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Researchers discovered new Android malware-spyware

Android malware

A previously unknown Android malware uses the same shared-hosting infrastructure previously seen used by the Russian APT group known as Turla, though attribution to the hacking group not possible.

Turla is a Russian state-supported hacking group known for using custom malware to target European and American systems, primarily for espionage.

The threat actors have recently been linked to the Sunburst backdoor used in the SolarWinds supply-chain attack in December 2020.

New Android spyware discovered

Researchers from Lab52 identified a malicious APK [VirusTotal] named “Process Manager” that acts as Android spyware, uploading information to the threat actors.

While it is not clear how the spyware is distributed, once installed, Process Manager attempts to hide on an Android device using a gear-shaped icon, pretending to be a system component.

Upon its first launch, the app prompts the user to allow it to use the following 18 permissions:

  • Access coarse location
  • Access fine location
  • Access network state
  • Access WiFi state
  • Camera
  • Foreground service
  • Internet
  • Modify audio settings
  • Read call log
  • Read contacts
  • Read external storage
  • Write external storage
  • Read phone state
  • Read SMS
  • Receive boot completed
  • Record audio
  • Send SMS
  • Wake log

These permissions are a serious risk to privacy as it allows the app to get a device’s location, send and read texts, access storage, take pictures with the camera, and record audio.

It is unclear if the malware abuses the Android Accessibility service to grant itself permissions or if it’s tricking the user into approving a request.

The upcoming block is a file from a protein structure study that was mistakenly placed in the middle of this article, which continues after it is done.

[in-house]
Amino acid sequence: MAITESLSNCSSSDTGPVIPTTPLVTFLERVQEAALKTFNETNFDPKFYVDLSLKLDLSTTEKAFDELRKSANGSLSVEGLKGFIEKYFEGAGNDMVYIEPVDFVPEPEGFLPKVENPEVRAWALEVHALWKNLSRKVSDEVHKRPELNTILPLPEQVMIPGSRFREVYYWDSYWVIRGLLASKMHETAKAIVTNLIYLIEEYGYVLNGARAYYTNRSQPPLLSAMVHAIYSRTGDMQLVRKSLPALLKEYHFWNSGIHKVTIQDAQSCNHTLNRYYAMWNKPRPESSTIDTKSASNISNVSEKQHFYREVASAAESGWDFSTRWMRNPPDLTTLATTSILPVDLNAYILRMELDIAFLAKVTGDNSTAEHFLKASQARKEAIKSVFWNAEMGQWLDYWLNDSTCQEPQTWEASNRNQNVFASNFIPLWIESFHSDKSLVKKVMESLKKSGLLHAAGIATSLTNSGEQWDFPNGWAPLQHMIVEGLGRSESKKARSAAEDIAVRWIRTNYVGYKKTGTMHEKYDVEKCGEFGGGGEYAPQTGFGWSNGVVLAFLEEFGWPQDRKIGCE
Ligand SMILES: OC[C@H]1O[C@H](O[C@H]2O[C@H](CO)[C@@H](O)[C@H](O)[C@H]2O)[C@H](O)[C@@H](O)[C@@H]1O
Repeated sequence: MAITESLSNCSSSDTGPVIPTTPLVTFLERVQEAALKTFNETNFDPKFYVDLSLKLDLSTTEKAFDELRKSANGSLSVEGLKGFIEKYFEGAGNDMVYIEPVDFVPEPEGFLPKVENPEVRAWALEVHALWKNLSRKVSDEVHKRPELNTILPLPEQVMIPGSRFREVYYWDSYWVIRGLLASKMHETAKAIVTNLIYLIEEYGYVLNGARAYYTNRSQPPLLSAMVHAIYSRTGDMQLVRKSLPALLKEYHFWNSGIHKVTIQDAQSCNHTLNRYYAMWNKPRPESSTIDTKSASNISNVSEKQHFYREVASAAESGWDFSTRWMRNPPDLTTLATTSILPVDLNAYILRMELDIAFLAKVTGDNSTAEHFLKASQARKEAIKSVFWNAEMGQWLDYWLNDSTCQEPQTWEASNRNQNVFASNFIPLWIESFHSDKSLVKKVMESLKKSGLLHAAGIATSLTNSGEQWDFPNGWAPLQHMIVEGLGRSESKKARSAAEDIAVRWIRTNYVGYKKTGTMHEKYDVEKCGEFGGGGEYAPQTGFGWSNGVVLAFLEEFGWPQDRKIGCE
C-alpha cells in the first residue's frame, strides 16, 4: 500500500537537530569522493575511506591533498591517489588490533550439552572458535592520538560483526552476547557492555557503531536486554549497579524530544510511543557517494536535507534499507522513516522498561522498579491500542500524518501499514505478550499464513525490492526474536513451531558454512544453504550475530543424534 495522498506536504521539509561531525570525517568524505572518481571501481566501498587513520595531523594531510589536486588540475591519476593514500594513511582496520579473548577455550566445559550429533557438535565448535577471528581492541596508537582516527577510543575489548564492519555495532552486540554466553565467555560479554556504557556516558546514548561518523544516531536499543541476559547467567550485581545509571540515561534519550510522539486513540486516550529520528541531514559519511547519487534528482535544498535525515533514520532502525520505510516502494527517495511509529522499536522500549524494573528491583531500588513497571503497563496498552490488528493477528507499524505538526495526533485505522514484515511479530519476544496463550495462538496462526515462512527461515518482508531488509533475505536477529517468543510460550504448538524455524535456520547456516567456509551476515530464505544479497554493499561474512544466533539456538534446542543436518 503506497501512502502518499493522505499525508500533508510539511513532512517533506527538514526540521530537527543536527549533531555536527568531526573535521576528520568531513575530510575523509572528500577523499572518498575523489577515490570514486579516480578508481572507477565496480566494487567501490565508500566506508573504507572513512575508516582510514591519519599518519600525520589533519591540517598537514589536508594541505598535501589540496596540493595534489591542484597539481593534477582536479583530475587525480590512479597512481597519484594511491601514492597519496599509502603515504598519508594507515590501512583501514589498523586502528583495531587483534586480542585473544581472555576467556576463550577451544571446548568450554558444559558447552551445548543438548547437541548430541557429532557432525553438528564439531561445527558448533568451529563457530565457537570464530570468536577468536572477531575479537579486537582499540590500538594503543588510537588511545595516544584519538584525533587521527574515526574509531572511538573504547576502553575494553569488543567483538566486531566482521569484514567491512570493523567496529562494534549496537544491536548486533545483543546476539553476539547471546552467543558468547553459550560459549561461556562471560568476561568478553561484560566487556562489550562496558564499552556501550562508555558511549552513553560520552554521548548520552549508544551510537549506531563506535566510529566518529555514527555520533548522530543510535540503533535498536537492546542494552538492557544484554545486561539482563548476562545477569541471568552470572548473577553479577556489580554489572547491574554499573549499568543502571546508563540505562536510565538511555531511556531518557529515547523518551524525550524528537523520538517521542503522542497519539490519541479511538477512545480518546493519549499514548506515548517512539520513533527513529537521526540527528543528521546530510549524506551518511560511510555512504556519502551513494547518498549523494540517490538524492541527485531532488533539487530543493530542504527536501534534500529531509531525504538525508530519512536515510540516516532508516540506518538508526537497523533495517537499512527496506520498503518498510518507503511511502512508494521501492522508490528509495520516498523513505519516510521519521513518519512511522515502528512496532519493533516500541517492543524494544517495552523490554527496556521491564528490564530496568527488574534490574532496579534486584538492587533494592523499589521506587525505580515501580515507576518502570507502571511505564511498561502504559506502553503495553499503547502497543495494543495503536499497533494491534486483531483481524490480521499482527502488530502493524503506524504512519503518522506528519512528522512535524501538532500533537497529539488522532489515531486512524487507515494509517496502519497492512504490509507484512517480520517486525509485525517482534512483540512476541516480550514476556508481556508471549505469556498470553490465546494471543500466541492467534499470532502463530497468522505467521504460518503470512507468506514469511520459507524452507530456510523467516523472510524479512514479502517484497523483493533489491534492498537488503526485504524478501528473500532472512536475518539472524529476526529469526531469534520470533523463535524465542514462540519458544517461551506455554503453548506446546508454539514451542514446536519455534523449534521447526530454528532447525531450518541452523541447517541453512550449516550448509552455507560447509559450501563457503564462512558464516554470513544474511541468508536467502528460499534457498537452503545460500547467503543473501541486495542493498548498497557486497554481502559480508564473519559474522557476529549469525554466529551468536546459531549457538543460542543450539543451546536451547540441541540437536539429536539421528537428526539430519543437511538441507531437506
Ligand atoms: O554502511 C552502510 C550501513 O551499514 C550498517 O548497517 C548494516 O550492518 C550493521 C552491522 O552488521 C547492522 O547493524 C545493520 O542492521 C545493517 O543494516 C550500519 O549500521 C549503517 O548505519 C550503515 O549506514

After receiving the permissions, the spyware removes its icon and runs in the background with only a permanent notification indicating its presence.

This aspect is quite strange for spyware that should usually strive to remain hidden from the victim, especially if this is the work of a sophisticated APT (advanced persistent threat) group.

The information collected by the device, including lists, logs, SMS, recordings, and event notifications, are sent in JSON format to the command and control server at 82.146.35[.]240, which is located in Russia.

The method of distribution for the APK is unknown, but if it is Turla,  they commonly use social engineering, phishing, watering hole attacks, etc., so it could be anything.

Strange case of abuse for profit

While researching the app, the Lab52 team also found that it downloads additional payloads to the device and found a case of an app fetched directly from the Play Store.

The app is named “Roz Dhan: Earn Wallet cash,” and it’s a popular (10,000,000 downloads) app featuring a money-generating referral system.

Android malware

The spyware reportedly downloads the APK via the app’s referral system, likely to earn a commission, which is somewhat strange given that the particular actor is focused on cyber espionage.

This, in addition to the seemingly unsophisticated implementation of the Android spyware, leads us to believe that the C2 analyzed by Lab52 may be part of a shared infrastructure.

State actors are known for following this tactic, even if rarely, as it helps them obscure their trace and confuse analysts.

However, due to the low sophistication of the malware’s threat capabilities and the use of referral-based monetization, the researchers do not believe this to be the work of a nation-state actor, like Turla.

“So in this report, we want to share our analysis on the capabilities of this piece of malware, although the attribution to Turla does not seem possible given its threat capabilities,” explain the Lab52 researchers.

Keep malware out

Users of Android devices are advised to review the app permissions they have granted, which should be fairly easy on versions from Android 10 and later, and revoke those that appear overly risky.

Also, starting from Android 12, the OS pushes indications when the camera or microphone is active, so if these appear orphaned, spyware is hiding in your device.

These tools are particularly dangerous when nesting inside IoTs that run older Android versions, generating money for their remote operators for prolonged periods without anyone realizing the compromise.


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